Vietnam’s largest pharmaceutical import markets are the EU, India, the US, and South Korea while export markets are the ASEAN region, Japan, Cyprus and the US.

It is important to note that most EU investors source raw materials in the EU, ship it to Vietnam and manufacture or process the product before re-importing back to the EU.

What are some emerging opportunities due to the tariff reduction implemented by the EVFTA?

About 71 percent of import tariffs have been eliminated after the EVFTA came into force. In addition, emerging opportunities from non-tariff barriers include improvement in intellectual property rights and direct pharmaceutical imports – so EU investors are now allowed to establish a company to import pharmaceutical products and sell to local distributors or wholesalers. EU investors are also allowed to build warehouses and carry out clinical research and trials.

As per the EVFTA, Vietnam will also align with international standards on pharmaceuticals which means that products already certified in the EU will not require additional testing and certification in Vietnam, thus reducing time and costs in the Vietnamese market.

Finally, Vietnam has committed to open pharmaceutical-related bidding packages in a number of central and local state agencies including: Vietnam’s social insurance program, the Ministry of Health, the Hanoi and Ho Chi Minh City Department of Health, and 33 other hospitals.

While this is good news, are there still any barriers?

Foreign-invested companies are still prohibited from distributing drugs in Vietnam and are only permitted to conduct wholesale and retail activity with non-pharmaceutical supplements in the form of tablets, capsules, and powder.

In marketing terms, for the promotion of drugs, FIEs cannot promote drugs used for human treatment, except for promotion among drug traders or distributors. The promotion to end-users or health professionals is strictly prohibited.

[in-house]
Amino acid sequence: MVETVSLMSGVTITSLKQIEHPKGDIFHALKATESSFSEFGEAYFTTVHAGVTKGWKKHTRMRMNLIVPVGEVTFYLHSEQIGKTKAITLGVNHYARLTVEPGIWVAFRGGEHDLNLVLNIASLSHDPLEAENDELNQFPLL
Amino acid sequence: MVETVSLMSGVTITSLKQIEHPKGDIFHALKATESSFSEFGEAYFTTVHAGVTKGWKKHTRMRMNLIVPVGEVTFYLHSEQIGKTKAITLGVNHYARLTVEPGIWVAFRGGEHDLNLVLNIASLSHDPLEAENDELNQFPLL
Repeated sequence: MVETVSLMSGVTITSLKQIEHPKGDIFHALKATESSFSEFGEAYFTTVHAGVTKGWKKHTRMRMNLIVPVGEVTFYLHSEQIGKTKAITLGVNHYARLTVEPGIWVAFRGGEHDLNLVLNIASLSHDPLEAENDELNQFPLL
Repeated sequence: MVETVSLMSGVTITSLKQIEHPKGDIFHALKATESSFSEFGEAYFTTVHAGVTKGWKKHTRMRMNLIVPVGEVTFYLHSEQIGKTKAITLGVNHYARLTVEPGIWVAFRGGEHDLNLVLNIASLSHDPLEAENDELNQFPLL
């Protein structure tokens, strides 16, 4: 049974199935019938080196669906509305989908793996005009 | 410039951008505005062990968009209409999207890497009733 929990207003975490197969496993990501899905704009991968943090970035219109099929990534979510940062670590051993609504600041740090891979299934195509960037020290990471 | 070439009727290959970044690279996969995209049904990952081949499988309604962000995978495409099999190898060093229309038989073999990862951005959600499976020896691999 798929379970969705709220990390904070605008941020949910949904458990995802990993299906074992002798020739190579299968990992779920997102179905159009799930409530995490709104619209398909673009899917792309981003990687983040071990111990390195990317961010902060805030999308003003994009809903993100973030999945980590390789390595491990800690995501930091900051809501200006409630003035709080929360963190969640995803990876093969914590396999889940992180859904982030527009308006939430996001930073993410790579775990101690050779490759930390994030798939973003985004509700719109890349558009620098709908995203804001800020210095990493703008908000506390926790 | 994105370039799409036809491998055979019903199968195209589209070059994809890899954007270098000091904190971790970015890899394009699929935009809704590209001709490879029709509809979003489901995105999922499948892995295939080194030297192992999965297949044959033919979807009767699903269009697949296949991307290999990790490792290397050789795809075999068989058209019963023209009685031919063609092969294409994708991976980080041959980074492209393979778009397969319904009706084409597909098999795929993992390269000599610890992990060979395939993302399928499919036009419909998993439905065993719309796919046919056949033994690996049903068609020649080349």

In addition, prescription drugs cannot be advertised but can be introduced to healthcare professionals via drug introducers, drug information materials, and seminars.

What are some market entry strategies?

There are three recommended market entry strategies. The first one is to invest in Vietnam as a form of drug importer, the second is to operate a manufacturing company through an M&A and lastly, the third is participate in pharmaceutical-related bidding packages of certain central and local state agencies.

Investors are advised to set up a trading company to benefit from preferential treatment which is a low-cost option. A trading company allows a company to source in Vietnam and resell in Vietnam and maintain quality control.

In order to establish a trading company, investors are required to obtain an import license along with other certifications, obtain proof of origin for EU pharmaceutical products, and export to Vietnam. Investors will also need to apply for a certificate of satisfaction of conditions (CSC) and certificate of goods storage practice (GSP) for importing into Vietnam.

EU exporters are required to use the Registered Exporter System (REX) to show proof of origin of a product. The REX system is a statement of origin document made by exporters registered in the REX system by competent authorities.